I did the tour last Sept and it was GREAT! You really should call ahead to make sure the tour isn't full on the day you want to go.They do a morning and an afternoon tour. And if you are taking the A1 from the south( Firenze, etc. ) take the Bolognia exit Get a good map and follow it!). we got bum directions when we called and had to go all the way up to Modena to turn around . We made it back just in time. But the tour was late starting so we got to hang out in the workers bar and have a drink while we waited. Yes they have a full bar where workers can have a couple at break and lunch. Also espresso. (I kick myself regularly for not pocketing one of the Ducati espresso cups). A bar in the factory may explain a few things ;D. The tour itself was really cool. We were taken right onto the factory floor and told ther were 3 rules:
1 Dont touch anything.
2 Dont steal anything .
3 No photos.
4 Watch out for the forklifts.( They drive them like they are Italian)
I know that was four rules but this is Italia!
We walked thru all the production areas( stepping over puddles of CNC fluid and dodging forklifts) except the Corsa shop and were within inches of the machinery, heat treating furnaces, bins of parts, etc.
The tour guide spoke English very well and was eager to answer questions. we ended the factory tour at the dyno room where every bike is fuction tested. It was kind of cool to know that my bike was tested right where I was standing.
As we left the factory we passed about 100 999s awaiting crating.
We then proceeded to the museum and spent about an hour with bikes that Hailwood, Foggy, Maiggo and Bayless had ridden.
we could walk around them and touch them. It was inspiring!
A different guide gave us a bunch of history, anecdotes , cheesy jokes and and an overall good time. He was a real Ducatisti and loved his work.
So all in all I would highly recommend the tour(as you can probably tell by the tone of the "book" I just wrote).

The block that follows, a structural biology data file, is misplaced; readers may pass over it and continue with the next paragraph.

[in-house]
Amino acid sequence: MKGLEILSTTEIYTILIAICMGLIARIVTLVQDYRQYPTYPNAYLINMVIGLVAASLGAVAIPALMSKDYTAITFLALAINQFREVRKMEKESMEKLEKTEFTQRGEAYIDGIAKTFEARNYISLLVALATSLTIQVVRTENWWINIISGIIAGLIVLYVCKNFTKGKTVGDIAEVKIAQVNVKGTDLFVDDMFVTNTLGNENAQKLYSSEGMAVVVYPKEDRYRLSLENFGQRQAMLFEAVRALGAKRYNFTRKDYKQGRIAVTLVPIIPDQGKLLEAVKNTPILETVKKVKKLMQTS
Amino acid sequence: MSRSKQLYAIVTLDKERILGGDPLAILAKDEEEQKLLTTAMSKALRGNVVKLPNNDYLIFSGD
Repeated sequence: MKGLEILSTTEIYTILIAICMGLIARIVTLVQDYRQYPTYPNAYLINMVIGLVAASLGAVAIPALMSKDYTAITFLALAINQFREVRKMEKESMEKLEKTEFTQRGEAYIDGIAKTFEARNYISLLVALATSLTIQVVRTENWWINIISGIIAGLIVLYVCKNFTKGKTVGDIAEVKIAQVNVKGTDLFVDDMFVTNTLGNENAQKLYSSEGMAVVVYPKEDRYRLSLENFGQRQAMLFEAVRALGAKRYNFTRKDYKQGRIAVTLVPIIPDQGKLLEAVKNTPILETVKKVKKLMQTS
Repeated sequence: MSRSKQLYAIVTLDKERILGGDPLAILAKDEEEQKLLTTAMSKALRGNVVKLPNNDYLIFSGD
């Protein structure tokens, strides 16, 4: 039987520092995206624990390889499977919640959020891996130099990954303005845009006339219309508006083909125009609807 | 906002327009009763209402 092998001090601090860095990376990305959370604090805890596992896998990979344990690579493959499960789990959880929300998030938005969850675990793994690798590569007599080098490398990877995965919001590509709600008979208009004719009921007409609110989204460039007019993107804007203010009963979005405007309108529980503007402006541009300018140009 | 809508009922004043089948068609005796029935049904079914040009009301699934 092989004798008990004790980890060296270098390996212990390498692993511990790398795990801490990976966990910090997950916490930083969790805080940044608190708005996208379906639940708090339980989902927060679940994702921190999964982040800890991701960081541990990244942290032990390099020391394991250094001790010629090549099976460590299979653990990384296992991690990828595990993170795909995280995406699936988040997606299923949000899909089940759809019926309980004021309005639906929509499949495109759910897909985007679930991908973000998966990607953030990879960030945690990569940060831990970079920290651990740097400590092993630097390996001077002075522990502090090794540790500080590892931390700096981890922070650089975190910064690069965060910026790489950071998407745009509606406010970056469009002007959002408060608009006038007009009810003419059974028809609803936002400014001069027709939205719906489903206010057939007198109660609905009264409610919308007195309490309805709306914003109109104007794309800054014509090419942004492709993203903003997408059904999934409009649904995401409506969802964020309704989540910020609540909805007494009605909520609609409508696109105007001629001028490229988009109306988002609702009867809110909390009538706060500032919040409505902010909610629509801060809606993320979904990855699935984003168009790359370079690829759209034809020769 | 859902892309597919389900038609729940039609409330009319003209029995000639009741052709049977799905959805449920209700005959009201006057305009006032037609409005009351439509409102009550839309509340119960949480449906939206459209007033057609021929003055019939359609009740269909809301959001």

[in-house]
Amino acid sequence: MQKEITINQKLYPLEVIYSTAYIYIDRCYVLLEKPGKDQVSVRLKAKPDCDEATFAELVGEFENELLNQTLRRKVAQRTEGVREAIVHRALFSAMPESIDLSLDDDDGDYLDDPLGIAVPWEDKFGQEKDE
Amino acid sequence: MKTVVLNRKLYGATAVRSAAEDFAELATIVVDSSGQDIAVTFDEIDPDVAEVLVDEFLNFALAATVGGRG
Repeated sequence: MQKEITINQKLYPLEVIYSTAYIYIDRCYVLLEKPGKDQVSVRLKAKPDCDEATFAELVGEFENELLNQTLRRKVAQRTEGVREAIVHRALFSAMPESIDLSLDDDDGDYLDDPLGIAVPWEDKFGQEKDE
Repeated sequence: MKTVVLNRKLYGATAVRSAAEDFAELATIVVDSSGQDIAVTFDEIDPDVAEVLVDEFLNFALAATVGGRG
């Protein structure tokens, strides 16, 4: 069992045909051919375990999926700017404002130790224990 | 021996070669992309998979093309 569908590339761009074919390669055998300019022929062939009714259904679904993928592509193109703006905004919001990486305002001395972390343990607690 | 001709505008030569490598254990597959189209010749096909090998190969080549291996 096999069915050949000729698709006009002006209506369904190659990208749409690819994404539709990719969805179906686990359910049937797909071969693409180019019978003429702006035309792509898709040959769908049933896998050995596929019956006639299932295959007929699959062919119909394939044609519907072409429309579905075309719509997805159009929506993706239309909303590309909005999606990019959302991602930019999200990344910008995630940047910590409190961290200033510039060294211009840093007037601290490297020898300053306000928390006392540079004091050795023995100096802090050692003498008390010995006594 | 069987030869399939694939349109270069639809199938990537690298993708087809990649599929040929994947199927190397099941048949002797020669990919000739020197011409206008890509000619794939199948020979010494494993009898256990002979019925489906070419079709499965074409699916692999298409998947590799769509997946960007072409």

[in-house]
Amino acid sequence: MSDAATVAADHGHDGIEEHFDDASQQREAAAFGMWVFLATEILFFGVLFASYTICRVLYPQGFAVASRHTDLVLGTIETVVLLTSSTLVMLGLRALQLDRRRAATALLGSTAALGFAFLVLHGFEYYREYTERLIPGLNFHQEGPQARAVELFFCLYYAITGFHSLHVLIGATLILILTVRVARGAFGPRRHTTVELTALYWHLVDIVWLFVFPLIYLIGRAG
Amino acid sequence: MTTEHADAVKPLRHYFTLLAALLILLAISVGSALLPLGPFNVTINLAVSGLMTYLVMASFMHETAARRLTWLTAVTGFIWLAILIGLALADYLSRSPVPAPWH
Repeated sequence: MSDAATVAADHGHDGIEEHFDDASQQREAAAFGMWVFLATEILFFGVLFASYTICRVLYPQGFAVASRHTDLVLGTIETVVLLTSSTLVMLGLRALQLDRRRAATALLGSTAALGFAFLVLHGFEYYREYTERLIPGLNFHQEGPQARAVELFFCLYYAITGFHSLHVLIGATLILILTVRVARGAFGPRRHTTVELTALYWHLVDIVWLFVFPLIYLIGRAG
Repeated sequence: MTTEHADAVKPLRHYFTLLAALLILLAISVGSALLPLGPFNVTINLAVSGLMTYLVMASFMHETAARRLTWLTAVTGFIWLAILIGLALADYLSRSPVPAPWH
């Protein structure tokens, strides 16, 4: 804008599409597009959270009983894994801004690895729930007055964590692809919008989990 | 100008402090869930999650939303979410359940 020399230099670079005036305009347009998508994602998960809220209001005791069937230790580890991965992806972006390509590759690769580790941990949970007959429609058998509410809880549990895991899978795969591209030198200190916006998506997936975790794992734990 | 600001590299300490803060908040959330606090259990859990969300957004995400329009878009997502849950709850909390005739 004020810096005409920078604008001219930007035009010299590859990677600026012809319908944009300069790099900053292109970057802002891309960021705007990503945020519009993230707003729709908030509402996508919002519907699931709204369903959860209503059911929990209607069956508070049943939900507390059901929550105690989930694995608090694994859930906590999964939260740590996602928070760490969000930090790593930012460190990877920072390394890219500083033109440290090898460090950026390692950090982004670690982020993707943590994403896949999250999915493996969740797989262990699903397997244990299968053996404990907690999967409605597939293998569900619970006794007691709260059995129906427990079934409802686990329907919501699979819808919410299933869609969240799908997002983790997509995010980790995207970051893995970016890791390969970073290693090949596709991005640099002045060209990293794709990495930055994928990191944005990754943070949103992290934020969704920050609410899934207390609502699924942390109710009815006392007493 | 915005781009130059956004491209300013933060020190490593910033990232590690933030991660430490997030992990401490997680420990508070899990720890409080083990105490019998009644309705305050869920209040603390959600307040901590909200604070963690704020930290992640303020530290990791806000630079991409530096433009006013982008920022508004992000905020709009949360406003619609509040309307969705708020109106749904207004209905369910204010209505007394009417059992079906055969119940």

Thanks for the info Mark. I am going there with a friend from Italy. He said I couldn't go there without visiting the factory. He's been there before so I don't have to worry about getting lost. Sounds cool..I'm excited! Now I just have to wait 6 months before I can go.
If you have time after the tour go to the Ducati store on the other side of Bolognia. I forget the # of the road but they will give you a map at the factory gift shop if you ask. I thought it was pretty cool to get some stuff in Bolognia. The is also a great seafood plce across the street from the Store. I think its called the Galileo or something like that. Livio ,the Asst Curator of the Meseum tipped us to it . Really good food!!
Enjoy your trip.
Staying with friends in Italy. If that weren't the case, it would be too d*mn expensive to go. My wife has had to put up with a lot of sh*t from me for a decade. I got a Ducati and she is getting a trip to Italy now because of it. She is very happy! We have to do it now or never. Kids are around the corner so it's do or die!
Last month, my girlfriend and I were participating in the Shell Historic Challenge races in Mugello, but we did manage to slip away for a visit.
We arrived about two hours ahead of a delegation that had come from Poland. Apparently they had both the museum and the factory tour booked. We were told that we would have to come back another time...It had been quite a drive, so I played my trump card and told the guard that my company provides the pumping elements that are used in the Desmosedici's dry sump oiling system. I gave him my card as well as the name of the engineer that I work with and within a few minutes, we were ushered into the empty museum and told that we would have the place to ourselves for an hour.
Just a heads-up: We were told that Ducati would be gutting and redoing the museum. We weren't told exactly when that would happen, but you might want to check ahead.